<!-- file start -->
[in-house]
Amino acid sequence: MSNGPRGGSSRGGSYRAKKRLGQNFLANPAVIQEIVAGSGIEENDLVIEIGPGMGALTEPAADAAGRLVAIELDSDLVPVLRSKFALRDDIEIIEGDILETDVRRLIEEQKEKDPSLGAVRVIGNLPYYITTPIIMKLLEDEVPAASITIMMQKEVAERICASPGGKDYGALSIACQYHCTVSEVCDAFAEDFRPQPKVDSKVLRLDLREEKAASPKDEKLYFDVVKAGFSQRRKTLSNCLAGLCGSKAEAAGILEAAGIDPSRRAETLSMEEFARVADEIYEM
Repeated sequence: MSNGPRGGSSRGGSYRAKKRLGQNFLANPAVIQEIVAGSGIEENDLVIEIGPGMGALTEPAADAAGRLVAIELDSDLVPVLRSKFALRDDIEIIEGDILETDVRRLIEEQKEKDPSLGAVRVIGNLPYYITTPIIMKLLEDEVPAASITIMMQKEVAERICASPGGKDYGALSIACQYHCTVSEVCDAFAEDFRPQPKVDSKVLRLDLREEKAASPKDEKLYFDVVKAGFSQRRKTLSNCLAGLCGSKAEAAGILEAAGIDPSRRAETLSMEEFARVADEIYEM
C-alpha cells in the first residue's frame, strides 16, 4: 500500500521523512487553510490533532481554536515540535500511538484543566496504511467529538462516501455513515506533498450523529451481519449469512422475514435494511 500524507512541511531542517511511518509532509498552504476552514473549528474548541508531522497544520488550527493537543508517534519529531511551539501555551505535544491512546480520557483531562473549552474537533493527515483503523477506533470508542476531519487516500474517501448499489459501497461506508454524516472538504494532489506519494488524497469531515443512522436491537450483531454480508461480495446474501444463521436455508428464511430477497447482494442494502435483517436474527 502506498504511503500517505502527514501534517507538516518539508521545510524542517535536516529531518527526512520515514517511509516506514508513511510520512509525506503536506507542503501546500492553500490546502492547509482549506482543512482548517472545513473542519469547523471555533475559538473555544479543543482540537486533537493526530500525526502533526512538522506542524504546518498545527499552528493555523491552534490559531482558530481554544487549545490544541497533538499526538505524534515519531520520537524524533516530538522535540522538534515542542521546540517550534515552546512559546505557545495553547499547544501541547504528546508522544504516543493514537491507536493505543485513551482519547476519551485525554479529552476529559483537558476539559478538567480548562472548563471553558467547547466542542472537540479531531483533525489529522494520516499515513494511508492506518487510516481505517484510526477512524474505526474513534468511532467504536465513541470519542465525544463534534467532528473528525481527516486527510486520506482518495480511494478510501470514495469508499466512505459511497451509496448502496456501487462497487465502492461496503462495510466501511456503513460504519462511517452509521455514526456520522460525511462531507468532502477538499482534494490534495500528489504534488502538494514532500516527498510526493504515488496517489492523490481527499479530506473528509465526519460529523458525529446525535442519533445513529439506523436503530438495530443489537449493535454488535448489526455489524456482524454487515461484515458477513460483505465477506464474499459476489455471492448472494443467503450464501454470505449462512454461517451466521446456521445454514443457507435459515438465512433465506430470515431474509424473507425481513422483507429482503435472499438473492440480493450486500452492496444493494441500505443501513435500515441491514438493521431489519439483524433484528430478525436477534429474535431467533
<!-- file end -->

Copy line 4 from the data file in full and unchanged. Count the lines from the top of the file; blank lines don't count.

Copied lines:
C-alpha cells in the first residue's frame, strides 16, 4: 500500500521523512487553510490533532481554536515540535500511538484543566496504511467529538462516501455513515506533498450523529451481519449469512422475514435494511 500524507512541511531542517511511518509532509498552504476552514473549528474548541508531522497544520488550527493537543508517534519529531511551539501555551505535544491512546480520557483531562473549552474537533493527515483503523477506533470508542476531519487516500474517501448499489459501497461506508454524516472538504494532489506519494488524497469531515443512522436491537450483531454480508461480495446474501444463521436455508428464511430477497447482494442494502435483517436474527 502506498504511503500517505502527514501534517507538516518539508521545510524542517535536516529531518527526512520515514517511509516506514508513511510520512509525506503536506507542503501546500492553500490546502492547509482549506482543512482548517472545513473542519469547523471555533475559538473555544479543543482540537486533537493526530500525526502533526512538522506542524504546518498545527499552528493555523491552534490559531482558530481554544487549545490544541497533538499526538505524534515519531520520537524524533516530538522535540522538534515542542521546540517550534515552546512559546505557545495553547499547544501541547504528546508522544504516543493514537491507536493505543485513551482519547476519551485525554479529552476529559483537558476539559478538567480548562472548563471553558467547547466542542472537540479531531483533525489529522494520516499515513494511508492506518487510516481505517484510526477512524474505526474513534468511532467504536465513541470519542465525544463534534467532528473528525481527516486527510486520506482518495480511494478510501470514495469508499466512505459511497451509496448502496456501487462497487465502492461496503462495510466501511456503513460504519462511517452509521455514526456520522460525511462531507468532502477538499482534494490534495500528489504534488502538494514532500516527498510526493504515488496517489492523490481527499479530506473528509465526519460529523458525529446525535442519533445513529439506523436503530438495530443489537449493535454488535448489526455489524456482524454487515461484515458477513460483505465477506464474499459476489455471492448472494443467503450464501454470505449462512454461517451466521446456521445454514443457507435459515438465512433465506430470515431474509424473507425481513422483507429482503435472499438473492440480493450486500452492496444493494441500505443501513435500515441491514438493521431489519439483524433484528430478525436477534429474535431467533